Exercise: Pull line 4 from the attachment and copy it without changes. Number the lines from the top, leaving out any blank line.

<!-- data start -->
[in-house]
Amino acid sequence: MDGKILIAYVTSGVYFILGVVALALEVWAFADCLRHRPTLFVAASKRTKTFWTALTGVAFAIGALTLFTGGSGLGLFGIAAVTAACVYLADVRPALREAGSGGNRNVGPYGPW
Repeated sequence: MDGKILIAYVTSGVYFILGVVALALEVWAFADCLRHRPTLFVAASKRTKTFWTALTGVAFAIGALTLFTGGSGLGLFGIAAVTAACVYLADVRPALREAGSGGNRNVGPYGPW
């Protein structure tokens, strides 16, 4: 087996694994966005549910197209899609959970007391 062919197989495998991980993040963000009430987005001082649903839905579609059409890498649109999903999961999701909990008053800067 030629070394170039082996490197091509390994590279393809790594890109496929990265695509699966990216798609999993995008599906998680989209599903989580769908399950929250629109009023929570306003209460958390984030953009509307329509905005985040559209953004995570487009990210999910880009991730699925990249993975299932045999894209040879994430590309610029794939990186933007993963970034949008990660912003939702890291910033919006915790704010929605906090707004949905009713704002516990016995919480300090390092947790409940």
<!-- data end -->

């Protein structure tokens, strides 16, 4: 087996694994966005549910197209899609959970007391 062919197989495998991980993040963000009430987005001082649903839905579609059409890498649109999903999961999701909990008053800067 030629070394170039082996490197091509390994590279393809790594890109496929990265695509699966990216798609999993995008599906998680989209599903989580769908399950929250629109009023929570306003209460958390984030953009509307329509905005985040559209953004995570487009990210999910880009991730699925990249993975299932045999894209040879994430590309610029794939990186933007993963970034949008990660912003939702890291910033919006915790704010929605906090707004949905009713704002516990016995919480300090390092947790409940």